SEWARD (AP) -- Looking for a way to raise money to pay for harbor upgrades, Seward officials are considering imposing a fee for passengers on fishing charters and wildlife tours.
Passengers would pay an extra $1 to $2 per ticket, under the proposal by city officials and some harbor businesses.
City manager Scott Janke said the proposed fee would bring in about $300,000 a year in revenue and be collected in the same manner as a sales tax. The money would be deposited into a designated harbor capital improvement fund, he said.
Many charter and tour boat operators are concerned that the south harbor may not be upgraded. The $3.12 million the city received after assuming ownership of the harbor from the state last year was earmarked for north harbor improvements.
Those upgrades are scheduled to begin in October.
That leaves out the harbor's most heavily used areas: E-float, which is used by many of the major tour companies and the fish cleaning station at the head of B-float.
City Manager Scott Janke will be submitting a proposal to the city council within the next few weeks to obtain a $2 million revenue bond to include E-float replacement in the north harbor improvement package.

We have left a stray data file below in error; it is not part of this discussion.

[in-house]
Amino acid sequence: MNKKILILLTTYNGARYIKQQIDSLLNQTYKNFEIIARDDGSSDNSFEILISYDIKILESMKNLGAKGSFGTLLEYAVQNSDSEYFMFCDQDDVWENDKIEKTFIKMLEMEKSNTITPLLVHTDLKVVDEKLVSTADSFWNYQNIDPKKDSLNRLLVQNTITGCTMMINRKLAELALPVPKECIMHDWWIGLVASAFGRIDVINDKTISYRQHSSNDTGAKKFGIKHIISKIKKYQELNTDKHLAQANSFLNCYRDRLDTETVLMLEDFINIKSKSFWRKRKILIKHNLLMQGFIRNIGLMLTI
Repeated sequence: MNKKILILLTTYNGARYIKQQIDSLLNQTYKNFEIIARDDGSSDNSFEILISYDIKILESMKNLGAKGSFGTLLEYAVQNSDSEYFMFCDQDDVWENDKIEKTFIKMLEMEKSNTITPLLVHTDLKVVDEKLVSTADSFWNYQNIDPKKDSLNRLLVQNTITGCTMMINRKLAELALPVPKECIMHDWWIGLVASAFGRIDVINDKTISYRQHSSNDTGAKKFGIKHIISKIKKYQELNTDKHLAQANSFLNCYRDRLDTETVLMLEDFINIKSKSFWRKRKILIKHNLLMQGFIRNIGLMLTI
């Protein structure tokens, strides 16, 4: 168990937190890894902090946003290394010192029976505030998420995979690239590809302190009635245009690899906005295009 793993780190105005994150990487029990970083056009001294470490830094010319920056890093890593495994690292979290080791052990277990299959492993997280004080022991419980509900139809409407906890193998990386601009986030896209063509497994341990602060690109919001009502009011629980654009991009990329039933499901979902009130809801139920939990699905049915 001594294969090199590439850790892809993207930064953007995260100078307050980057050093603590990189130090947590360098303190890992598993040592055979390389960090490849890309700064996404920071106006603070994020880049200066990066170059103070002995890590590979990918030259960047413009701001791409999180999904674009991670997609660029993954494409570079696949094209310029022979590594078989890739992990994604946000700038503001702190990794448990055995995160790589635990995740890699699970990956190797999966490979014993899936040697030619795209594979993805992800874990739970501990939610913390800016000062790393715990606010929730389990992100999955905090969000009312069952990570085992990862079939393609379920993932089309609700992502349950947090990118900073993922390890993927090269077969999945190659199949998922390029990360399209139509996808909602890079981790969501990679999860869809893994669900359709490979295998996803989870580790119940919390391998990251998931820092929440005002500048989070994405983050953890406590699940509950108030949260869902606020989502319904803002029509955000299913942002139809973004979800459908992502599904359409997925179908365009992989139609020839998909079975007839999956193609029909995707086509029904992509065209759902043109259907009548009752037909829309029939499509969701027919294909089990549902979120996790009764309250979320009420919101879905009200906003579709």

The bond would be retired over 15 years from $200,000 a year in passenger fees, leaving $100,000 a year for other harbor improvements, Janke said.
''We're trying to move pretty rapidly on this,'' Janke told the Peninsula Clarion. He said he'd like to begin collecting the passenger fee early next year.
The real issue is not a passenger tax, but how to upgrade the south end of the harbor, said Tom Tougas, president of Kenai Fjords Tours.
''The plan is for a group of charter and tour boat operators to work with the city on an upgraded design of the south harbor, including a five-year plan that would bring the south harbor to the same standards at the north harbor,'' Tougas said.
''Users would work with the city to collect the port fee, which would be dedicated to those improvements,'' he added.
User groups have opposed implementation of a general head tax that would go into the city's general fund, but are in favor of a plan that upgrades the facilities in the harbor, Tougas said.
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